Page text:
Mirror of Justice

A blog dedicated to the development of Catholic legal theory.
Affiliated with the Program on Church, State & Society at Notre Dame Law School.

Thursday, December 4, 2014

A Perfect Storm


Media outlets have once again focused on the wave of sexual assault taking place on U.S. college and university campuses. The stories about the University of Virginia’s recent experience are illustrative of a national phenomenon. Of course the law has, through the Title IX provisions overseen by the Department of Education, been involved in the process. But is the fundamental purpose of these laws—to protect the young—really understood by all of those entrusted with the law’s execution?

Recently, I have been discussing these matters with Jesuit confreres who are on the respective campus committees of their schools that are attempting to assist these institutions in compliance with the Title IX provisions dealing with sexual assault. From discussions with these priests and friends, I think it safe to say that most schools are concerned about the need to comply with the civil laws. However, I question whether these committees in their entirety are looking at the root problems and the convergence of these problems that lead to campus climates where a combination of factors, not addressed by some interpretations of the law and therefore not addressed by the school committees, lead to the “perfect storms” of rampant sexual misconduct that bring great harm to many of our young people.

A friend of many of us here at the Mirror of Justice John Garvey, who is president of The Catholic University of America, has acknowledged that one of the underlying problems of these perfect storms is having young men and women live together in campus residence halls where their common life leads to sharing more than simply a roof overhead. Other elements of the perfect storms begin to enter the forecast, and these include: permissive attitudes about alcohol and other drugs on campus and, so-called, peer education programs that promote rather than deter sexual promiscuity. The forecast gets amplified by current trends to make toilet and shower facilities “gender neutral” so as to assuage the feelings of those students who “feel uncomfortable” with sex/gender assigned bathroom facilities. Another factor needs to be considered here: there are faculty and staff who find the sexual desires of students reflective of their own life choices. Consequently, some of these staff and faculty would not want to see their educational institutions make policy decisions pertaining to student housing and student life that contravene their own life-style choices.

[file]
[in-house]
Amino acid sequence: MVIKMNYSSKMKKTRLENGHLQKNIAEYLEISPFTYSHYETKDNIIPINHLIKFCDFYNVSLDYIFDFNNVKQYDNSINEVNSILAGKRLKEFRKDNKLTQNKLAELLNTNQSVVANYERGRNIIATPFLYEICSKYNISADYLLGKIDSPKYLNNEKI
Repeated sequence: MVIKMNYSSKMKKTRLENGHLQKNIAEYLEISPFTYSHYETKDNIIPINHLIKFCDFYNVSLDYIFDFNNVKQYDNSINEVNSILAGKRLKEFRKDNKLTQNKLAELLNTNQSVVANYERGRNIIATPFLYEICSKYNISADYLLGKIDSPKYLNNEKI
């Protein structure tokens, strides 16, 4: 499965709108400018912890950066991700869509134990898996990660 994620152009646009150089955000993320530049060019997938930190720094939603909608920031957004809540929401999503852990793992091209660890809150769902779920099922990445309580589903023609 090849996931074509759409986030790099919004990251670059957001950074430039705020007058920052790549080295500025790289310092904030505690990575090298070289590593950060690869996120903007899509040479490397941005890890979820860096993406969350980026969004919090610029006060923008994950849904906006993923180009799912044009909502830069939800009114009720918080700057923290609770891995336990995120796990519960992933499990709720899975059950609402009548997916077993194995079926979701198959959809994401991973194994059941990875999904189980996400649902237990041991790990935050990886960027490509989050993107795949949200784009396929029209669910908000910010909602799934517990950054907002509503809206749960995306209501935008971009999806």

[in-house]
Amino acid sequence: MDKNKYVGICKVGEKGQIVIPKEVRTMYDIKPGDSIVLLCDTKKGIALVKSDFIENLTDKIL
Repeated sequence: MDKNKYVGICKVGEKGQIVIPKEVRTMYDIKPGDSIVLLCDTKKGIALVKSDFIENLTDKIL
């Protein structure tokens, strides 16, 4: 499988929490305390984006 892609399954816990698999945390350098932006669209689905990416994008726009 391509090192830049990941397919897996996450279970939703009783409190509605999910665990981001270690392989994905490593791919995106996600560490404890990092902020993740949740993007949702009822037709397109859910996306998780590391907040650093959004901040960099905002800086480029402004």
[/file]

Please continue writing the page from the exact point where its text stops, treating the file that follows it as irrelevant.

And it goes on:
All of these factors lead to the perfect storms of sexual assault that currently exist on American campuses and will likely continue to exist until the fundamental purposes of the moral law and the civil law are viewed in the light of protecting our young people from living and other institutional circumstances that are dangerous to their health and wellbeing.

I know for a fact that many of my colleagues in the academy will regard my perspective as old-fashioned and not with the times; however, my retort is that in spite of being old-fashioned and not with the times the principles that I would propose for student life—including separate housing for men and women, intolerance of on-campus alcohol and drug abuse, and a cessation of freshman orientation programs that teach our young on the intricacies of how to have “safe sex”—should have a noticeable and remedial impact on the campus culture of the present age that sustain the perfect storms bringing havoc to so many college students today. Trying to comply with laws in ways that avoid dealing with the root problems that lead to and sustain the perfect storms is not the way to go about protecting those entrusted to our care.


RJA sj


Araujo, Robert | Permalink